Turkey claims Syria role as militants target US forces in second attack in days
ISTANBUL – Turkey says it is ready to take control in parts of northern Syria, amid increasing attacks on US forces before their planned withdrawal from the country.
President Recep Tayyip Erdogan’s pledge to return the northern Syrian city of Manbij, currently under Kurdish control, to its real “owners” came on the same day that US forces in Syria became the target of a second militant attack in less than a week.
Following a suspected Islamic State attack in the city of Manbij on Jan 16 that killed four Americans, five Kurdish fighters and ten civilians, a suicide blast on Jan 21 against a convoy of American soldiers and their Kurdish partners near Hasakeh killed five members of the Kurdish-dominated Syrian Democratic Forces (SDF), the Syrian Observatory for Human Rights said. Two US soldiers were wounded, it added.
Residents say there has been a spike in recent months in attacks on SDF checkpoints in the swathe of territory it controls in northeast Syria on the border with Turkey, down the Euphrates River towards the border with Iraq, according to Reuters.
It remains unclear whether the violence against US troops will speed up or slow down the withdrawal of the roughly 2,000 soldiers from Syria, or if the attacks will have any impact on the timeframe at all. Erdogan told his US counterpart Donald Trump in a phone call on Jan 20 that the Manbij attack had been a “provocation meant to affect the U.S. decision to withdraw from Syria,” according to the Turkish presidential office.
Turkey has welcomed Trump’s withdrawal plans, hoping that the exit of the US soldiers will give Ankara a chance to move against the Kurdish YPG militia, a US partner in the fight against the Islamic State that is seen as a terrorist organisation by Turkey.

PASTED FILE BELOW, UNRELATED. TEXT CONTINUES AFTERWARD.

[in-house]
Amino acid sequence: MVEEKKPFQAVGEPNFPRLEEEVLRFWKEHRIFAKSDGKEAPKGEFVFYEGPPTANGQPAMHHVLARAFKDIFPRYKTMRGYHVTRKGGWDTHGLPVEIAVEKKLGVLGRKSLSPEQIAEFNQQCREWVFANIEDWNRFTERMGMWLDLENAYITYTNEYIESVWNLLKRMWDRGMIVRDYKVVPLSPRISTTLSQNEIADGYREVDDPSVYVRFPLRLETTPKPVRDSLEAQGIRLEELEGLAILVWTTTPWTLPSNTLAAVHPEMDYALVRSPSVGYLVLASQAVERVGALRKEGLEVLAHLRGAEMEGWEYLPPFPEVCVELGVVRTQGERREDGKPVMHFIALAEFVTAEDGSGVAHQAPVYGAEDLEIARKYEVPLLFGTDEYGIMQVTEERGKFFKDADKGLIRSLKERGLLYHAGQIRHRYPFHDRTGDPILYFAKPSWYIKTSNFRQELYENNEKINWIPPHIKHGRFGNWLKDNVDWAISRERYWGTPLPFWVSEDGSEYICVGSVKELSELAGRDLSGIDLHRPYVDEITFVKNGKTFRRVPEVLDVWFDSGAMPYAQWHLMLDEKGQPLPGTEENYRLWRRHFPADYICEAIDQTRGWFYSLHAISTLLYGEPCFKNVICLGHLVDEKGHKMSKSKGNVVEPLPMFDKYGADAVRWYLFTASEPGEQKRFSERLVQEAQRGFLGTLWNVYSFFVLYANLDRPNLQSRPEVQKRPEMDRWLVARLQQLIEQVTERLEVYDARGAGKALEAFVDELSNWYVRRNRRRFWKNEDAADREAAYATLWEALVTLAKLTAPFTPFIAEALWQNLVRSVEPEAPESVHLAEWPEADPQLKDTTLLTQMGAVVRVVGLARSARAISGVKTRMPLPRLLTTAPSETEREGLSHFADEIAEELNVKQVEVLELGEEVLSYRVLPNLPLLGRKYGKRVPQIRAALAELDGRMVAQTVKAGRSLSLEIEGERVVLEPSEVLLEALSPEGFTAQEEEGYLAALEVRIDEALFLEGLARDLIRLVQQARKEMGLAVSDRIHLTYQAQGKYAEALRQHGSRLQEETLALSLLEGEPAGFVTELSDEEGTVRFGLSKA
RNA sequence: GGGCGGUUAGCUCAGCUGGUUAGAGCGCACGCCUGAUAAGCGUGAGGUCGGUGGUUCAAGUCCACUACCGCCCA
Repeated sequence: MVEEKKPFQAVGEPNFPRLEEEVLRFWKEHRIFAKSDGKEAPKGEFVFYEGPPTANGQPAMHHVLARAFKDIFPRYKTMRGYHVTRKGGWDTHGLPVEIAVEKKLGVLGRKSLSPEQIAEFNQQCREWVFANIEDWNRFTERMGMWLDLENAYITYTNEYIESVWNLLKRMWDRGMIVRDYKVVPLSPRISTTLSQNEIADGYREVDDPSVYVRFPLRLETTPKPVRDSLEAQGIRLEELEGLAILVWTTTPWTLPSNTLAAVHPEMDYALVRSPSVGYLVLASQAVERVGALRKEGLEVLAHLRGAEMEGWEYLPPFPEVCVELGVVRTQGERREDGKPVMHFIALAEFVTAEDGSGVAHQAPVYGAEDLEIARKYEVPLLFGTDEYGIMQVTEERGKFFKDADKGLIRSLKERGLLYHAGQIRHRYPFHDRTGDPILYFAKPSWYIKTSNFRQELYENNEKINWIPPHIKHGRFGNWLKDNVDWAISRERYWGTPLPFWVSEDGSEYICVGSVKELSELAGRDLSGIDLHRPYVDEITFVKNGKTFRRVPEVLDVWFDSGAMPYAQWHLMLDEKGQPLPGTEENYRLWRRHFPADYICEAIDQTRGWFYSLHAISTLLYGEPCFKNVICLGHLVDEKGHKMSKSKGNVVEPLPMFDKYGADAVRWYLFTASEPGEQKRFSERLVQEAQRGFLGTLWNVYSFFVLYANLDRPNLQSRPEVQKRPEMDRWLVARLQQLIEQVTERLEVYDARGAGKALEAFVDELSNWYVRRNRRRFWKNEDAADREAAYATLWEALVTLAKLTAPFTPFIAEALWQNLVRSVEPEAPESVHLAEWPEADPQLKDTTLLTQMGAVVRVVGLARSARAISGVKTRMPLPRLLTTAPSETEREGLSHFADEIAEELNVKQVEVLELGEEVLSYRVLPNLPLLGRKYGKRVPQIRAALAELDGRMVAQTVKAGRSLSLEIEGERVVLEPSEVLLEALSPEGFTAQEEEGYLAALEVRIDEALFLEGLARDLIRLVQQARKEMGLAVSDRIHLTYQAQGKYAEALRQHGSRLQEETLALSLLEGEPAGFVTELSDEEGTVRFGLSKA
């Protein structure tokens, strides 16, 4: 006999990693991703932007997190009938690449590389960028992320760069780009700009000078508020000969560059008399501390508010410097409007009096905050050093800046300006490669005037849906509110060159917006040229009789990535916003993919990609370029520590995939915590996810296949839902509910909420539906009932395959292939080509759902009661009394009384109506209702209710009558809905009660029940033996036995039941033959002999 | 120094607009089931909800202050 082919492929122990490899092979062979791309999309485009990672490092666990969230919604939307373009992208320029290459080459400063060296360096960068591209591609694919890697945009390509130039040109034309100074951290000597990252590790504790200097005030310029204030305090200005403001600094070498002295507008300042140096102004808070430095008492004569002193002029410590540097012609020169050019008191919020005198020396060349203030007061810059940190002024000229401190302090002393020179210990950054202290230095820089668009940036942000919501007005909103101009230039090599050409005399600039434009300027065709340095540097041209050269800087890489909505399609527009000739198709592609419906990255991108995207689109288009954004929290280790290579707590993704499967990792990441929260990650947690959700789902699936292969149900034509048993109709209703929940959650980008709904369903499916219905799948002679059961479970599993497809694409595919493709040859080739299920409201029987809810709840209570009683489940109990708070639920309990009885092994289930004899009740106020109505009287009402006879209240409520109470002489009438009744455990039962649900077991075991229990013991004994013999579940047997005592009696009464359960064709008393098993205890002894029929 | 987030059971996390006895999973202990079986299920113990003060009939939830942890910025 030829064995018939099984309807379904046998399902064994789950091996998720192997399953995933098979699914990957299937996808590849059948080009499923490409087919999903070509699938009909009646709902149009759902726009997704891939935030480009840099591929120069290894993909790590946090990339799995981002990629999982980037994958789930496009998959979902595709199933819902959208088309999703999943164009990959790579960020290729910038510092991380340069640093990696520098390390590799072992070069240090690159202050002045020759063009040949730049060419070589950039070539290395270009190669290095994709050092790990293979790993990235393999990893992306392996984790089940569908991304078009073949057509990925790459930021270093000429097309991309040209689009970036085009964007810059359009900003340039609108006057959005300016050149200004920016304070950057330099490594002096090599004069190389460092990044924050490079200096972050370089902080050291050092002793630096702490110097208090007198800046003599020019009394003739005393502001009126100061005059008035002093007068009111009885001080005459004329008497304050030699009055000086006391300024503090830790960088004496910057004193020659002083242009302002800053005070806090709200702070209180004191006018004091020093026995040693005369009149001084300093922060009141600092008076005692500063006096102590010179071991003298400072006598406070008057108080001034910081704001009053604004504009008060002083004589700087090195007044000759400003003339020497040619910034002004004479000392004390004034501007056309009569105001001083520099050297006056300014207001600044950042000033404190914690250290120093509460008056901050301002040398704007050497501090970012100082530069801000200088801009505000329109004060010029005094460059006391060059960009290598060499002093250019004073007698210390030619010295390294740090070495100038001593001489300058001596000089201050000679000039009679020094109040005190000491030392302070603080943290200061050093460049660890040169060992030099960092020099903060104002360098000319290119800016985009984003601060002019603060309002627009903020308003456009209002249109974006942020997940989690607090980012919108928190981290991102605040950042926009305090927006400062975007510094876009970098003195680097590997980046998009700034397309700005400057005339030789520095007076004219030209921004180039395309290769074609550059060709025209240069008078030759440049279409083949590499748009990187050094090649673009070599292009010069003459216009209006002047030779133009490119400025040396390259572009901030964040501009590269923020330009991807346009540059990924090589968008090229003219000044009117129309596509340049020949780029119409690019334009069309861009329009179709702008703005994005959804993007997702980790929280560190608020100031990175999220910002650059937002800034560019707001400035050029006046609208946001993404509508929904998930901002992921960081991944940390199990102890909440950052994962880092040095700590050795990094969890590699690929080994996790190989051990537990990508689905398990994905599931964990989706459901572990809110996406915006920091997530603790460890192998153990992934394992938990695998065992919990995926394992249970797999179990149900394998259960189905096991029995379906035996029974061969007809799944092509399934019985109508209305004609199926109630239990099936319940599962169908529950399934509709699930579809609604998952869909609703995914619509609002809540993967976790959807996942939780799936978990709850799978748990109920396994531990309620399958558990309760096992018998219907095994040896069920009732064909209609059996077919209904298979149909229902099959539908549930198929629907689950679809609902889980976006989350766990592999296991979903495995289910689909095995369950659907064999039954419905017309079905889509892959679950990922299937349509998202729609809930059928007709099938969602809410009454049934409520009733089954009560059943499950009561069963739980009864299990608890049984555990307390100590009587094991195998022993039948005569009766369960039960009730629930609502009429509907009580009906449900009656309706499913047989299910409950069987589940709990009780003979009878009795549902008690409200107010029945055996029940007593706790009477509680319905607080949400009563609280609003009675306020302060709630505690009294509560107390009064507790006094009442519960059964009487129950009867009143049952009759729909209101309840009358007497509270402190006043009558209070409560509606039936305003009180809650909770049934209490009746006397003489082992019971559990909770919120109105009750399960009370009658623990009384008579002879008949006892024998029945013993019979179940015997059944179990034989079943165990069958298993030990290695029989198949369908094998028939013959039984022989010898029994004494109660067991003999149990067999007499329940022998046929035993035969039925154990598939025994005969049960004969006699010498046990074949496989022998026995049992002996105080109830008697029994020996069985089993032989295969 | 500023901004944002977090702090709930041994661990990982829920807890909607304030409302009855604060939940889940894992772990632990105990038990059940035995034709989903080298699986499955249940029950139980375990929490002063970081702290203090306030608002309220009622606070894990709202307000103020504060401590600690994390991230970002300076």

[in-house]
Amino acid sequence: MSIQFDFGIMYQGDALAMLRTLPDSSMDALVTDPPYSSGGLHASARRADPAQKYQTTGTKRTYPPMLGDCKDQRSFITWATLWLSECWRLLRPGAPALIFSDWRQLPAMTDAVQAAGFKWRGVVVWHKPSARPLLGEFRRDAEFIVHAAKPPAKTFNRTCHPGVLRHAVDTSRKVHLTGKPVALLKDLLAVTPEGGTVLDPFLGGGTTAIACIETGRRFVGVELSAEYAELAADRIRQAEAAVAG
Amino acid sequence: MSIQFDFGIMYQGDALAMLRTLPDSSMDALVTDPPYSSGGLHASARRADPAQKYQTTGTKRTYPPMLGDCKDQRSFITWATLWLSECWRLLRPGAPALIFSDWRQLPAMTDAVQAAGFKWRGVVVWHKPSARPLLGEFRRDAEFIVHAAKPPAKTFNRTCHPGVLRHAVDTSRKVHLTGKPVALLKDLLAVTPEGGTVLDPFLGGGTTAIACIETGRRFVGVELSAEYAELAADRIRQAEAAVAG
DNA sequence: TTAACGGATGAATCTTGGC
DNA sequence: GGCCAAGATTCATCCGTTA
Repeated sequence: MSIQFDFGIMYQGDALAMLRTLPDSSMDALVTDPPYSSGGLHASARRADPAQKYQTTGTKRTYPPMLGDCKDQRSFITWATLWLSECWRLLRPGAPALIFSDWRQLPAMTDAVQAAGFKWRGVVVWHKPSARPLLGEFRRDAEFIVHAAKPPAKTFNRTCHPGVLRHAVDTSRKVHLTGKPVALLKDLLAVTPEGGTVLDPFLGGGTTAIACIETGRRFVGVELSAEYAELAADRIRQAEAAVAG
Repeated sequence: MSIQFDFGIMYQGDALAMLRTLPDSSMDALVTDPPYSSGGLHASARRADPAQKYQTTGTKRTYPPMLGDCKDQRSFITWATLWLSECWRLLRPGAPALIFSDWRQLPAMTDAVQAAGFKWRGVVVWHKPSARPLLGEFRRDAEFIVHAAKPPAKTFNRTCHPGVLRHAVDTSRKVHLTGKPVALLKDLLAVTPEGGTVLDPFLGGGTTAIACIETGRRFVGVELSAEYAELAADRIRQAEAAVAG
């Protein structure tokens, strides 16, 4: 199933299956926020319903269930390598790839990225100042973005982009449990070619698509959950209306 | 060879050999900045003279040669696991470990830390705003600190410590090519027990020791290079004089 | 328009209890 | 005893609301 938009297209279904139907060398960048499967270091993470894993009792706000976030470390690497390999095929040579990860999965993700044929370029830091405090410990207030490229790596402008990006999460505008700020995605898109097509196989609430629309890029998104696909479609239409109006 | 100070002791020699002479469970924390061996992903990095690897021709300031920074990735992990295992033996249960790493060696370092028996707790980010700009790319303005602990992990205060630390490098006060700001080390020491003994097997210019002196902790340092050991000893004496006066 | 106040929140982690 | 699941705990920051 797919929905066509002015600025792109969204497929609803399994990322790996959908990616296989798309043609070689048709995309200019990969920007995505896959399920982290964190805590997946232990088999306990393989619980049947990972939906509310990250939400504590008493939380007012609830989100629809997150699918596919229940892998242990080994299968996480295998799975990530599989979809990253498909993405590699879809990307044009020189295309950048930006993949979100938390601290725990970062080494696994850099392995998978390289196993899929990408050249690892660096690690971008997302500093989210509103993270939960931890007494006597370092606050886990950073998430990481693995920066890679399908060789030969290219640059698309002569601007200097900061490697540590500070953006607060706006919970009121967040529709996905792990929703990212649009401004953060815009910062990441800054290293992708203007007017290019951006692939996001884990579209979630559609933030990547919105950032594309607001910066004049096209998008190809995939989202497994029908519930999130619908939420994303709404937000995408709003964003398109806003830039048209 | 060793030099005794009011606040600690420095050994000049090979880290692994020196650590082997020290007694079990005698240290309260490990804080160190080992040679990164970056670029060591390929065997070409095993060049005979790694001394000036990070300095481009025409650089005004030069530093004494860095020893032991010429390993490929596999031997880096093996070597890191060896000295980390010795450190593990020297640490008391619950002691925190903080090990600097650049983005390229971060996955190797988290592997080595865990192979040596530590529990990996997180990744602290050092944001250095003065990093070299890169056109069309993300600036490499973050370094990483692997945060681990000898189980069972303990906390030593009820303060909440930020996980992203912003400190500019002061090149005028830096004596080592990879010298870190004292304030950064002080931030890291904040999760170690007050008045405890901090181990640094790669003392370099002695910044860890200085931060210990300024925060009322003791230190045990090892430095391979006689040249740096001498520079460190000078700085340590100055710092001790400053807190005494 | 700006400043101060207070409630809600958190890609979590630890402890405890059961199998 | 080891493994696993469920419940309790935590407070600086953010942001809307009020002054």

In the Jan 20 phone call, Erdogan told Trump that Turkey was “ready to take over the security” in Manbij “without losing time.” The YPG drove out the Islamic State from Manbij with US help in 2016 and has ruled the city ever since. Ankara accuses the YPG of suppressing Kurds, Arabs and Turkmens alike.
Turkey has been calling for the YPG-dominated SDF to leave Manbij, which lies just 30 kilometers south of the Turkish border. Pro-Turkish Syrian forces are waiting north of Manbij for the order to attack the city, while thousands of Turkish soldiers have been massed on the border.
“We will take over security in Manbij and return it to its owners,” Erdogan said in a speech on Jan 21. He also reiterated his proposal for a 30 kilometer buffer zone in north-eastern Syria that would push the YPG back from the Turkish border, stressing that Ankara was advocating a zone under “control of Turkey”. Erdogan’s definition of a buffer zone runs counter to an YPG proposal for an UN-controlled area along the Turkish border.
The Turkish leader was underlining his country’s role in Syria ahead of a summit meeting with Russian President Vladimir Putin in Moscow on Jan 23. In his speech, Erdogan praised last year’s Russian-Turkish agreement that prevented a Syrian government assault on the north-western province of Idlib.
Thomas Seibert is an Arab Weekly contributor in Istanbul.
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